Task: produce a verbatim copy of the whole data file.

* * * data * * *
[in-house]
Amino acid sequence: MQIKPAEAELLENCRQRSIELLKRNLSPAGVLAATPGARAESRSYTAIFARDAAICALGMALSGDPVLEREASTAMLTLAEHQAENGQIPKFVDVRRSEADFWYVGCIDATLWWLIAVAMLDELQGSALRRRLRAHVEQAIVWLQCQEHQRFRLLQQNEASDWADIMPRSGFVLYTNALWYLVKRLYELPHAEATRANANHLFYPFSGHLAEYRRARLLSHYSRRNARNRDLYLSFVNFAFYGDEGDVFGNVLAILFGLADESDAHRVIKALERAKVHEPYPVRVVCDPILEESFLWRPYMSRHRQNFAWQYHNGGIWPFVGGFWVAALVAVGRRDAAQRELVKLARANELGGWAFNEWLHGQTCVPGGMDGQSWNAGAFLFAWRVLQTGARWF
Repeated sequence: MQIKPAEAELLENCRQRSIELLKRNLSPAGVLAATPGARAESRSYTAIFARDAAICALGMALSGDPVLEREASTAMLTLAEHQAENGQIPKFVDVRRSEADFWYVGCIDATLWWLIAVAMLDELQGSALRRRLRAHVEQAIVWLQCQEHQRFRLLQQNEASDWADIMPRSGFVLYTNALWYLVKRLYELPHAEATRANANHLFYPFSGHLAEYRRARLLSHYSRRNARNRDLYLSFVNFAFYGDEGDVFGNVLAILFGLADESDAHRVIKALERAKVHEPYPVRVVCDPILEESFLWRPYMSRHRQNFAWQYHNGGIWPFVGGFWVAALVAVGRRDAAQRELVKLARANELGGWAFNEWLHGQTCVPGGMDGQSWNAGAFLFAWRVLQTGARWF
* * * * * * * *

[in-house]
Amino acid sequence: MQIKPAEAELLENCRQRSIELLKRNLSPAGVLAATPGARAESRSYTAIFARDAAICALGMALSGDPVLEREASTAMLTLAEHQAENGQIPKFVDVRRSEADFWYVGCIDATLWWLIAVAMLDELQGSALRRRLRAHVEQAIVWLQCQEHQRFRLLQQNEASDWADIMPRSGFVLYTNALWYLVKRLYELPHAEATRANANHLFYPFSGHLAEYRRARLLSHYSRRNARNRDLYLSFVNFAFYGDEGDVFGNVLAILFGLADESDAHRVIKALERAKVHEPYPVRVVCDPILEESFLWRPYMSRHRQNFAWQYHNGGIWPFVGGFWVAALVAVGRRDAAQRELVKLARANELGGWAFNEWLHGQTCVPGGMDGQSWNAGAFLFAWRVLQTGARWF
Repeated sequence: MQIKPAEAELLENCRQRSIELLKRNLSPAGVLAATPGARAESRSYTAIFARDAAICALGMALSGDPVLEREASTAMLTLAEHQAENGQIPKFVDVRRSEADFWYVGCIDATLWWLIAVAMLDELQGSALRRRLRAHVEQAIVWLQCQEHQRFRLLQQNEASDWADIMPRSGFVLYTNALWYLVKRLYELPHAEATRANANHLFYPFSGHLAEYRRARLLSHYSRRNARNRDLYLSFVNFAFYGDEGDVFGNVLAILFGLADESDAHRVIKALERAKVHEPYPVRVVCDPILEESFLWRPYMSRHRQNFAWQYHNGGIWPFVGGFWVAALVAVGRRDAAQRELVKLARANELGGWAFNEWLHGQTCVPGGMDGQSWNAGAFLFAWRVLQTGARWF